I started to think about what kind of things I save for later and the answer was pretty obvious. I never ever throw out a book if I can help it. In fact, I still feel a little bit lost without the hundreds of books I somehow agreed to get rid of in the middle of a packing panic when I moved interstate. But I did hold onto this copy of The Magic Pudding, which originally belonged to my Aunty, and then it lived at my grandparent’s house for a long time until I claimed it. It’s a story that is remembered fondly by a lot of people in my family, including my Pop, as I discovered one day when I brought it along when I went to see him.

Now, I’m definitely not saying that it’s a good idea to become a total hoarder and just hold onto a whole bunch of useless clutter. But maybe it’s a good idea to put some thought into some of the things that you do save for later. Because there are so many strange little things that you just never can tell when they will come in handy, or stop and make you remember something very special.

Dementia Sucks!

It’s been three months since my last blog post…I’ ve been a terrible blogger! But in that time I have done my best to be the best granddaughter that I can possibly be and to keep up with my university studies as well. I’ve sat down at my computer hundreds of times to write a review or just to let you know where I’ve been but I’ve had the biggest case of writer’s block that I have ever experienced. And let me tell you, writing 2500 word essays on copyright law is not a pleasant experience with a case of writer’s block!!

Earlier this year my grandfather (Pop) had a stroke and now has severe dementia. My family had to make the decision to put him into a nursing home because he needs a high amount of care. I’m sure all of you who have a loved one or friend suffering from this cruel disease, in any of its variations, knows that it’s shit. And I’m sure the rest of you can imagine.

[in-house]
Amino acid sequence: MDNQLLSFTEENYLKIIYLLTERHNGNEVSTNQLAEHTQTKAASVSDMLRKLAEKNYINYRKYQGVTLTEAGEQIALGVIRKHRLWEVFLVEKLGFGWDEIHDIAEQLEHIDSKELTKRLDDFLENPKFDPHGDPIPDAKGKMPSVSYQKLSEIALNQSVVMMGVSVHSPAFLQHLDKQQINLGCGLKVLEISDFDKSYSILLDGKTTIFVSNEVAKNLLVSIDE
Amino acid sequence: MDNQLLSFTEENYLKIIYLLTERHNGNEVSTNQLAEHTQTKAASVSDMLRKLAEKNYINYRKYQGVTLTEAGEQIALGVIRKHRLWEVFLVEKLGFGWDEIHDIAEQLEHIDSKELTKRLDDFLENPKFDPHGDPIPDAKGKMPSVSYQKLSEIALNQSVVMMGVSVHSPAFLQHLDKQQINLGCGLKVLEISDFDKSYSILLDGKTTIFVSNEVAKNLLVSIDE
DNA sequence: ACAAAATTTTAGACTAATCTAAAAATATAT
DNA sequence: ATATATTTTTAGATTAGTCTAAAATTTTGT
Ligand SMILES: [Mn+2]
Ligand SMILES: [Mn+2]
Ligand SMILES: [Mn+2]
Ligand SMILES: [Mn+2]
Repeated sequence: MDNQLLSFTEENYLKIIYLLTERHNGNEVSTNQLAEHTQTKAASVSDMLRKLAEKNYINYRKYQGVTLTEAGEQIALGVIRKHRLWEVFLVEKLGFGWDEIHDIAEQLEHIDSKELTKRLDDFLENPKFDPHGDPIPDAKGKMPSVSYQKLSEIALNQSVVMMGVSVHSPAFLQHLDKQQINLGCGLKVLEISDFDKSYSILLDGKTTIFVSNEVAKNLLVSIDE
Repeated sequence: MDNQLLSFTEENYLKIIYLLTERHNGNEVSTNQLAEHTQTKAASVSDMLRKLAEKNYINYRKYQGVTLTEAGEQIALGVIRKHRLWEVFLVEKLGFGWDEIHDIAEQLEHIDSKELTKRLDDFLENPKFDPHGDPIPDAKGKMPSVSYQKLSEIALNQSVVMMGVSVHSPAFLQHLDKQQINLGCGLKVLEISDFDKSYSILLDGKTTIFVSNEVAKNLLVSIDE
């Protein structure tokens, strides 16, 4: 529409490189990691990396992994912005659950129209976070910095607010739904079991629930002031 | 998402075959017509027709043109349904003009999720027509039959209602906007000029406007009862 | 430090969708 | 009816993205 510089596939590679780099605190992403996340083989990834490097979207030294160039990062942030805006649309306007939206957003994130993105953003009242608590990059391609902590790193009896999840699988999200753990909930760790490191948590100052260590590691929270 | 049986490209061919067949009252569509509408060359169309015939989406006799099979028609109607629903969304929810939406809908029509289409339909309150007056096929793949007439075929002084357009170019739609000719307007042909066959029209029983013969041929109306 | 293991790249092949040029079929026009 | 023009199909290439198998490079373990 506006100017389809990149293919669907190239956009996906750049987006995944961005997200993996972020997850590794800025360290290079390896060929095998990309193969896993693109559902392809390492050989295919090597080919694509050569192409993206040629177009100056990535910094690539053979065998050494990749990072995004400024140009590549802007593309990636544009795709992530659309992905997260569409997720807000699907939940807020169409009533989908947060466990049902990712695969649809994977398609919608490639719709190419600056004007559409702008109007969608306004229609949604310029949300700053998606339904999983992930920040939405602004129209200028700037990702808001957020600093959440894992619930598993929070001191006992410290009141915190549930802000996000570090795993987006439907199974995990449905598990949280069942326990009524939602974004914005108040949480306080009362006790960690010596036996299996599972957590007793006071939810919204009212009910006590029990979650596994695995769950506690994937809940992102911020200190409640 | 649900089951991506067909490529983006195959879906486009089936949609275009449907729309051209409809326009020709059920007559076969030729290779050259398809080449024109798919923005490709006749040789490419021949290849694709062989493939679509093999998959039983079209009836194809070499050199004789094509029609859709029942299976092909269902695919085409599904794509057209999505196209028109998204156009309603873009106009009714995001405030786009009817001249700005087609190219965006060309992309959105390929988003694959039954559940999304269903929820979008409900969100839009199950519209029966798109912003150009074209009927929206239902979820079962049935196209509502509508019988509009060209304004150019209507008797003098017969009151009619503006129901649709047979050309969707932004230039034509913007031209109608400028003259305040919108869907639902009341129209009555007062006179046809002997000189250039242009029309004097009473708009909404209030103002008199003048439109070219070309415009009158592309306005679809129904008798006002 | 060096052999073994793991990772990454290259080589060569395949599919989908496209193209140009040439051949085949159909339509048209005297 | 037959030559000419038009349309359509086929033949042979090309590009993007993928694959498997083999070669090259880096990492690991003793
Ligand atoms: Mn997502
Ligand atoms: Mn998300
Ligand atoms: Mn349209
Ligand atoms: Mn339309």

Having to place your loved one into the care of strangers is equally shit, but I think this experience is one that is impossible to imagine unless you’ve gone through it yourself. Even if it’s a ‘good’ nursing home, which in most respects my Pop’s home is, it’s still shit. Probably the biggest shock for me was to discover that there are no mandatory staff ratios for aged care homes in Australia  and a pattern over the last 10 years or so of an increase in the amount of unqualified personal carers and a decrease in the amount of Registered Nurses working in aged care. This seems to be a worldwide issue and one that I really think more people should be aware of. We’re all going to get old one day!

Besides from that tiny little rant, I’ve been doing my best to be there for my Pop. As difficult as it can be sometimes, it makes it all worth my while when I’m able to make him smile and show me his usual cheeky self.

Here’s a collection of some of my favourite pics. I might be a little bit biased but I think my grandparents are beautiful!

Stay tuned for a ginormous catch-up of book reviews coming soon!

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Me and Pop
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The love of his life
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My last visit before the stroke
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This is his most favourite photo of himself